Script wreaks havoc on MySpace
Rains down spam, opens door to users' accounts
These people also may have managed to spam about 1.5 million MySpace accounts, according to a Google Search. They pulled off the latter feat in less than three weeks by collecting thousands of passwords, according to one of the operators, in a venture that would appear to violate numerous terms governing the use of the social network.
Spam on MySpace appears to be reaching epidemic levels. Another barrage of junk messages appears to have affected 145,000 MySpace accounts, according to a separate Google search. ("I need you to do this for me, i want to get a free iPhone so i have to get 50 of my friends to go to the thing below and have them put their zipcode in," it reads. "If you could do that it'd be sooo awesome. THANks!!")
Stalkertrack.com advertises a free and upcoming service that tracks the people who visit a client's MySpace profile. Users are required to divulge their MySpace login credentials, and until we interviewed one of the site owners, terms of service permitted Stalkertrack to log in to MySpace users' account and send each friend spam messages promoting the site, according to this Google cache. (Those terms were removed in the last 24 hours.)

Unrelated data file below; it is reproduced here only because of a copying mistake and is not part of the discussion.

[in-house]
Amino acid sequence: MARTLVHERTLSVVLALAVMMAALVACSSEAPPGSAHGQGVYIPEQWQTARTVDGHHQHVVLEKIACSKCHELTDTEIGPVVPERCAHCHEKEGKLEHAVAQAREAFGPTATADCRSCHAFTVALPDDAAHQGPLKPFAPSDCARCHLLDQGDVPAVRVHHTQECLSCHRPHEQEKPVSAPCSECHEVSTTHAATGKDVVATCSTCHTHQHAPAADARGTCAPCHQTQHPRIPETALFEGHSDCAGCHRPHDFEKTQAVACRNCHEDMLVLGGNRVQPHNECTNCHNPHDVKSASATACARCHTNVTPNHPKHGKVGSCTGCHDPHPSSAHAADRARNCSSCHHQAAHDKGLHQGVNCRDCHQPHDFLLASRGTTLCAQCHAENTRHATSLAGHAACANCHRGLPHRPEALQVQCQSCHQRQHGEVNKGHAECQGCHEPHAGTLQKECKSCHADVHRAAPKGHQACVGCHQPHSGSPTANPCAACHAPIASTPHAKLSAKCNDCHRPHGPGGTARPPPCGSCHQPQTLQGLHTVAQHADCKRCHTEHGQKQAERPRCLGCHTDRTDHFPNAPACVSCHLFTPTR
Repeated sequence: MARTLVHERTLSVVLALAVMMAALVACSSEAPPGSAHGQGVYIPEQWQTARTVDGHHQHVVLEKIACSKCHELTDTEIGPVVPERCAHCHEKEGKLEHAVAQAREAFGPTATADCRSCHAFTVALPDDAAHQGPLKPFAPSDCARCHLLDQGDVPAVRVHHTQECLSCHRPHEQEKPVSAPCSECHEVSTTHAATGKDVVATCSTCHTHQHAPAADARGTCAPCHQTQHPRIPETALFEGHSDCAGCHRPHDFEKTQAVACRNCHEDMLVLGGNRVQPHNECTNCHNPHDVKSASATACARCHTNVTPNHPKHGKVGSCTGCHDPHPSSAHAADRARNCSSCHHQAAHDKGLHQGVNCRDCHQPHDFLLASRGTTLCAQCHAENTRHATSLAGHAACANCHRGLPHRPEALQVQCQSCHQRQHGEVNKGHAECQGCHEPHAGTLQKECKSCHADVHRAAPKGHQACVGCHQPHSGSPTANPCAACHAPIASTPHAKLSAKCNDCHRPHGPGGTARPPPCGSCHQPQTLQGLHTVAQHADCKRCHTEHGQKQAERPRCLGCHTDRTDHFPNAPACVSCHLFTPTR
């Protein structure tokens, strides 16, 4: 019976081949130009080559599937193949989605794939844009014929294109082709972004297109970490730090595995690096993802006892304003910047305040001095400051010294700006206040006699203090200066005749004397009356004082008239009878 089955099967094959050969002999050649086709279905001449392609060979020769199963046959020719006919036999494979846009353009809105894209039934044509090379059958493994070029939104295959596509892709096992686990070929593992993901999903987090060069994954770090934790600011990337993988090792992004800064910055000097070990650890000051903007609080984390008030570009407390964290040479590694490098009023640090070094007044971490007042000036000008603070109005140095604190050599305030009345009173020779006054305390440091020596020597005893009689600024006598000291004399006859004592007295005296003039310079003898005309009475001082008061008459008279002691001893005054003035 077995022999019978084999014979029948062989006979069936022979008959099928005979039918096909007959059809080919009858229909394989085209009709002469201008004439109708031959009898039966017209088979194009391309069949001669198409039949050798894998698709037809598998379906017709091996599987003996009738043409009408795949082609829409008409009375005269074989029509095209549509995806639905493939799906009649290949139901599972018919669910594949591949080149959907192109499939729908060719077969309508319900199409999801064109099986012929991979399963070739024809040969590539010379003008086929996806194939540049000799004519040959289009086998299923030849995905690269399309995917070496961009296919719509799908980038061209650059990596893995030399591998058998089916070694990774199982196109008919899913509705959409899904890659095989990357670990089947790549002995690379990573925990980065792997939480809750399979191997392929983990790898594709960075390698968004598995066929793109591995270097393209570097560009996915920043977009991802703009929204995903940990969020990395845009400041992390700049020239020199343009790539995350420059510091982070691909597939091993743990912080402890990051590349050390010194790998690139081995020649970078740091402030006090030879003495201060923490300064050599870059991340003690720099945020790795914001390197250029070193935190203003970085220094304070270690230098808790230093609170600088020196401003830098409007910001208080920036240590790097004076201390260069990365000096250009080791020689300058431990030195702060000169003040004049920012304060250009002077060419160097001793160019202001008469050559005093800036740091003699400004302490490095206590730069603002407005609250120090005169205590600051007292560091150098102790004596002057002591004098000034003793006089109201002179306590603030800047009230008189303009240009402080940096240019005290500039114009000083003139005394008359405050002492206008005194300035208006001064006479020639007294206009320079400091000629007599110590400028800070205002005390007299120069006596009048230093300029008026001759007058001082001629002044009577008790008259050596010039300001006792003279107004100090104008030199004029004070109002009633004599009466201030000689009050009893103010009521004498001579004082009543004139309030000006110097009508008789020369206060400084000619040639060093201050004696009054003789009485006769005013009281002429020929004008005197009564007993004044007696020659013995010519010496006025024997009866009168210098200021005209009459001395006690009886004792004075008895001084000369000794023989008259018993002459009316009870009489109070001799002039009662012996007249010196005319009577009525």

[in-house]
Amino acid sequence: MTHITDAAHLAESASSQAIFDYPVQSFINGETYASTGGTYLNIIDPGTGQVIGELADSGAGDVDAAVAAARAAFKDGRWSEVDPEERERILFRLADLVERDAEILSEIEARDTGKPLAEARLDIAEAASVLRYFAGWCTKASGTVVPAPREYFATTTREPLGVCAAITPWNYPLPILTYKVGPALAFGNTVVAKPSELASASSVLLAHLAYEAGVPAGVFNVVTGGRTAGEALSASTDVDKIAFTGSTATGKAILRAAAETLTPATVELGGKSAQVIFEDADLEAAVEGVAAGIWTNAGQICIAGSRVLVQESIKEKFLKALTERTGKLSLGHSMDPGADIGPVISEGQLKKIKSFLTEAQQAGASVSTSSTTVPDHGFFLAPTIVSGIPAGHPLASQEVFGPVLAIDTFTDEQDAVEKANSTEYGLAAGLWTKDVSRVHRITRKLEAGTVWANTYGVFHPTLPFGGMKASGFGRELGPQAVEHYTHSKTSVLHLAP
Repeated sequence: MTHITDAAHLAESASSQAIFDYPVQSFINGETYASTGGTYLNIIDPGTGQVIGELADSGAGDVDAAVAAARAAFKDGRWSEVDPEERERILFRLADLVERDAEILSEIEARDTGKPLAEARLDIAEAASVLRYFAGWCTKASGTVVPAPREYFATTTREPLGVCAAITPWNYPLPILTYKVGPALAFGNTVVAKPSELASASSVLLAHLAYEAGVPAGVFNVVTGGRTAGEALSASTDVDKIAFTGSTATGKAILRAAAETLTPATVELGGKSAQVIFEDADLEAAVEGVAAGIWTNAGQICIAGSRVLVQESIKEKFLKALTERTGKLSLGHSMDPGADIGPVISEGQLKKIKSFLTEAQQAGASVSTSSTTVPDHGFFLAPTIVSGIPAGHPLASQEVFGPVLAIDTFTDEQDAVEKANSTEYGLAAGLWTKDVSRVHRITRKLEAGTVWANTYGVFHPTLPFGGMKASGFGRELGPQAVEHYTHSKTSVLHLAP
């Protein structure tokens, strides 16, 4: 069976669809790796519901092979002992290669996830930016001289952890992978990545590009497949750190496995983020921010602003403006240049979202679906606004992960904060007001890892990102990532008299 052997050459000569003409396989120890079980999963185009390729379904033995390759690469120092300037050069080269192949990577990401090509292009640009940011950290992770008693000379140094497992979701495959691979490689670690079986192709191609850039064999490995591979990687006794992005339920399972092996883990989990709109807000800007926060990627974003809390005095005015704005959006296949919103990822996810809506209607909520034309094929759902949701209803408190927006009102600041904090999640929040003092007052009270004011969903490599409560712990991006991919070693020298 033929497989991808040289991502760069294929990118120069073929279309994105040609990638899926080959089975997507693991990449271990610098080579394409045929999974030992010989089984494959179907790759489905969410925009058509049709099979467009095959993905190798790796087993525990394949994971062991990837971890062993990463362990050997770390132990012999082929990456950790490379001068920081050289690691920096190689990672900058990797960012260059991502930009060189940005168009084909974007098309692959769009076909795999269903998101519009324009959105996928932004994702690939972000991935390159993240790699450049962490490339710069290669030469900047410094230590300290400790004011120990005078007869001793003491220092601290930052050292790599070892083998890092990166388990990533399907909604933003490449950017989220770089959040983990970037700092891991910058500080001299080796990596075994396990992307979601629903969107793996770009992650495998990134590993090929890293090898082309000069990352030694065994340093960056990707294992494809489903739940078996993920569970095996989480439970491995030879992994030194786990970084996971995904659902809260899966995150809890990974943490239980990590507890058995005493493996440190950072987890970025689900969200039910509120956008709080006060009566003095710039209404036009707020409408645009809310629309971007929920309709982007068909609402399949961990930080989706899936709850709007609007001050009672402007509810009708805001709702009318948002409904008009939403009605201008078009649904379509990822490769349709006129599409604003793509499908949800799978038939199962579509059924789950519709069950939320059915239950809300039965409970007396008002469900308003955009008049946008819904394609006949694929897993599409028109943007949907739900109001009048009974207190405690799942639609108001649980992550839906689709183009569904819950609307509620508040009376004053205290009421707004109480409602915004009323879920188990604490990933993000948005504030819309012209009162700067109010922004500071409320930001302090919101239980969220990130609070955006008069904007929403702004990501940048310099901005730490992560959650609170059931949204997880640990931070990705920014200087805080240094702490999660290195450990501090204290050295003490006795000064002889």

MySpace has been under fire for an onslaught of worms, pedophile come-ons and phishing attacks over the past few months. While its 90 million-strong user base makes it a favorite target for many miscreants, a host of decisions about the site's technical underpinnings make their job easier.
What's more, MySpace hosts authentication cookies and user-maintained pages on the same domain, making it harder to prevent cross-site-scripts like the one used by Stalkertrack, says Randolf Jorberg, the quick-spotting security professional.
We repeatedly called and emailed MySpace representatives to ask if they were aware of Stalkertrack. We got no response. [Social? Networking? Hardly - Ed.]